Because one day Sherlock saw a man on the street – a broad-shouldered, model-looking type with a vapid expression – wearing his exact coat. It was terrible on him – the fit was all wrong, it had no movement… It looked positively common. How could Sherlock have just spent what amounted to many months’ rent on a coat he had to share with such a dullard?

Sherlock was seized with remorse and fell into a deep depression, and Mycroft realized something had to be done. He took the coats away and brought them to his tailor, who made a few suggestions. But it quickly became apparent to Mycroft that his own tailor wouldn’t do, and much as it pained him to do so, he asked around for recommendations of someone with a bolder style. He settled on a man of good repute, imaginative but not ostentatious, and they began their consultations. Brass buttons? Too vulgar. A purple lining? Too… vampiric.

Nine days later, the coats were returned to Sherlock, this time with bright scarlet thread around the buttonholes. It was just the right touch – distinctive but not gaudy – and Sherlock fell in love once more.

“Now perhaps you’ll appreciate the services of a good tailor,” sniffed Mycroft. And indeed, Sherlock would return to this man later, to discuss the suits and shirts appropriate to a consulting detective… but that’s another story.

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They work very closely together, and Vivian obviously has it in for Smallwood, since she used Smallwood’s code name to frame her for Vivian’s crimes. Why the animosity?

I’m guessing they had a brief fling at some point, when they were both starting out in the service, though they were both married to other people. But you know how it is: Long nights at the office, riding high on emotion and adrenaline… You get a bit of good news on a project, share a drink to celebrate, and one thing leads to another.

That’s all it was to Smallwood, and she made Vivian feel like a fool for expecting more. It was just a bit of fun, Elizabeth told her. Plus, it would never work, she added with a dismissive laugh – they were from different worlds.

Vivian knew just what she meant. Smallwood grew up on country estates, went to all the best schools, hobnobbed with heads of state. Vivian was a mousy secretary, raised in a shabby suburb, who skipped university to get married. And Lady Smallwood was on track for the highest echelons of power. Vivian would always be a secretary.

That’s how it all started. At first the plan was rather hopeful – just set aside a bit of money to dress better, buy a really top quality hand bag, and maybe Elizabeth would see her in a different light. But as Smallwood remained cold and indifferent to her, hope turned to an obsession with proving herself Smallwood’s equal, and then to a thirst for revenge against the woman who had scorned her.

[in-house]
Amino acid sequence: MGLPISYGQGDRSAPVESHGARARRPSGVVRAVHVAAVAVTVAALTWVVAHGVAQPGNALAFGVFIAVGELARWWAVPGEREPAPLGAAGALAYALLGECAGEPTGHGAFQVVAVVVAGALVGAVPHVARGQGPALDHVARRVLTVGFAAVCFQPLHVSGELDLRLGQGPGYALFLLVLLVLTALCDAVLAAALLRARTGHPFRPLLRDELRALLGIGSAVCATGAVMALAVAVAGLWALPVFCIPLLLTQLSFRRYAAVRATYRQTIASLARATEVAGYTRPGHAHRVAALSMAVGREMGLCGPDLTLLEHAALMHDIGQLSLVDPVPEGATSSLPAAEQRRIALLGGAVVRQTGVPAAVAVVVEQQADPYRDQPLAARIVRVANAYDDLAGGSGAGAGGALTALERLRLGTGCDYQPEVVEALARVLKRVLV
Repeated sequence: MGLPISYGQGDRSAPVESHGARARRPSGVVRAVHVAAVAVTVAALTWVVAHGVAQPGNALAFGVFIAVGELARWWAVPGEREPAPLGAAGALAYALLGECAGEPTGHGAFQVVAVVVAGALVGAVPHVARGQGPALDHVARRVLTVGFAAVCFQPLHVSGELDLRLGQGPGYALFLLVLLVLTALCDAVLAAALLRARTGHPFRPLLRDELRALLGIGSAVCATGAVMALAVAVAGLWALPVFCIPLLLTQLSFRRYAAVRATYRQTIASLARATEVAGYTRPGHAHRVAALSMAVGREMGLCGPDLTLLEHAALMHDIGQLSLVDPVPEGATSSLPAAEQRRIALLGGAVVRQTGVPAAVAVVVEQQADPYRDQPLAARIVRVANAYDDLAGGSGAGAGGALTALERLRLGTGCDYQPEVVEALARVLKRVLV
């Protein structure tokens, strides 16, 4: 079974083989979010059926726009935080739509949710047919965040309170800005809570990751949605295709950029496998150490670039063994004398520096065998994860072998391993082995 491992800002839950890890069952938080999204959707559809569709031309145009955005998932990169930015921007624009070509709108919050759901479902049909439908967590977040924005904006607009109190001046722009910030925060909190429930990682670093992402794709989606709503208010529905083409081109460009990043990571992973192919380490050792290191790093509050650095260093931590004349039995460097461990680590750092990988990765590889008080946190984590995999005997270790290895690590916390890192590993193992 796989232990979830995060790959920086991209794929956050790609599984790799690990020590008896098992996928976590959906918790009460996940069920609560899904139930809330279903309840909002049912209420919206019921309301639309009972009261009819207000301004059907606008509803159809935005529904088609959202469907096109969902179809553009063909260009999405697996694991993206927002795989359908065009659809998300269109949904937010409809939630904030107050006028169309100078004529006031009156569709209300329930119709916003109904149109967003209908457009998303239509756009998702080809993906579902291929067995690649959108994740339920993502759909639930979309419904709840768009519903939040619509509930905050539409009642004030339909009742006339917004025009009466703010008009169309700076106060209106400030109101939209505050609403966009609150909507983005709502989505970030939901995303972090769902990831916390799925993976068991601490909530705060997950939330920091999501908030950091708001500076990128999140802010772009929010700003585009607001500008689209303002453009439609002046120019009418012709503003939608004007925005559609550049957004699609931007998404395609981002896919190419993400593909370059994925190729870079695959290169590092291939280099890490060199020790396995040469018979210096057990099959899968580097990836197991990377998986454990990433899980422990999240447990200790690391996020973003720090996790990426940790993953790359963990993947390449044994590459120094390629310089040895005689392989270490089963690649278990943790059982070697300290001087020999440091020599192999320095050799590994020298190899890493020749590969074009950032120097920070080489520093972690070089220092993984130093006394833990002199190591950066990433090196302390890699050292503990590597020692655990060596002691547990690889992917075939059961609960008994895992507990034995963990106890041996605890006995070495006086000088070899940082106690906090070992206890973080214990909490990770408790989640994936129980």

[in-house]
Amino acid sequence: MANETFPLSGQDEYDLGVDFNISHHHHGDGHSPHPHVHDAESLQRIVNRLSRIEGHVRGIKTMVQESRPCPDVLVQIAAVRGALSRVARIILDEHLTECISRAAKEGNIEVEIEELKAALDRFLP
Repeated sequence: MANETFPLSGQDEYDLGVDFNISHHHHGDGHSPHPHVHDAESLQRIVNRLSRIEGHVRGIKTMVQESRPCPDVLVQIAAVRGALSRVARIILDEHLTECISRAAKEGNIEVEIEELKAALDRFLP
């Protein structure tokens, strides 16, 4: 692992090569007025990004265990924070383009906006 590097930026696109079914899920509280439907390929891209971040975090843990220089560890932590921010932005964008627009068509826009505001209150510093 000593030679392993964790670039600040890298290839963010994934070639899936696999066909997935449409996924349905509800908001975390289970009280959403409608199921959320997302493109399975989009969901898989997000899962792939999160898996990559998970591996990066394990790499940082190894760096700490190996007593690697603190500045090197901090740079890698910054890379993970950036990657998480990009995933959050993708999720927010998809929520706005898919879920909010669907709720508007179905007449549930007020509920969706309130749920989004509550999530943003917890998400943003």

And after all that? Vivian is marched off to jail for murdering another woman – one she didn’t know and against whom she bore no ill will. Meanwhile, Lady Smallwood continues on in her thoughtless, effortless presumption of position and power, not even aware that *she* was the one who brought this death about by curdling Vivian Norbury’s love into hate.

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After the events of S4, Sherlock and John have a major falling out, and John cuts Sherlock out of his life forever. Time passes, and some twenty years later, John dies. Rosie seeks out Sherlock hoping to learn more about her mother, her father, and their relationship.

Sherlock is retired in Sussex now, still taking the occasional case, and when a young woman shows up at his doorstep, he first assumes it’s a client. But when he opens the door, he has the most uncanny feeling – it’s as though Mary is standing before him, only instead of having grown 20 years older, she’s somehow become 20 years younger. Sherlock is momentarily baffled, until he puts it together and realizes this must be little Rosie, all grown up.

They’re both all alone in the world, with all these ghosts swirling around them… He’s a very famous, intermittently charming character who still cuts a dashing figure. She’s a lovely, perceptive young woman, marked by tragedy, who reminds him painfully of someone he loved without hope and then lost. They take a natural liking to each other, and Rosie offers to move in to help him sort his papers.

Time passes: they go for long walks together by the sea, stay up late talking by the fire… And in the manner of these things, they fall in love.

It is perhaps not the healthiest or most conventional of relationships (and they get plenty of judgmental looks from the locals), but they have neither of them ever had much interest in convention, and for now at least, it makes them happy.

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Mycroft, when out of the office, is the subbiest of subs. Working around Anthea, especially as her superior, drives him mad with desire for her to truss him up, slap him around, and utterly humiliate him. Of course he could never ask for such a thing – it would be totally inappropriate given their work relationship. So instead he hires Irene to give him what he wants. He’s very discreet and never uses names or anything, but of course Irene figures him out almost immediately. (His request that she torture him while boredly scrolling through a Blackberry was a dead giveaway.)

The next time Irene and Anthea run into each other due to some Sherlockian hijinx, Irene gets a terrible case of the giggles. Professional discretion demands that she keep her knowledge to herself, but Anthea puts two and two together and figures it out. From then on, neither of them can keep a straight face when they’re in a room together, which is horribly embarrassing (but also deeply arousing) for Mycroft.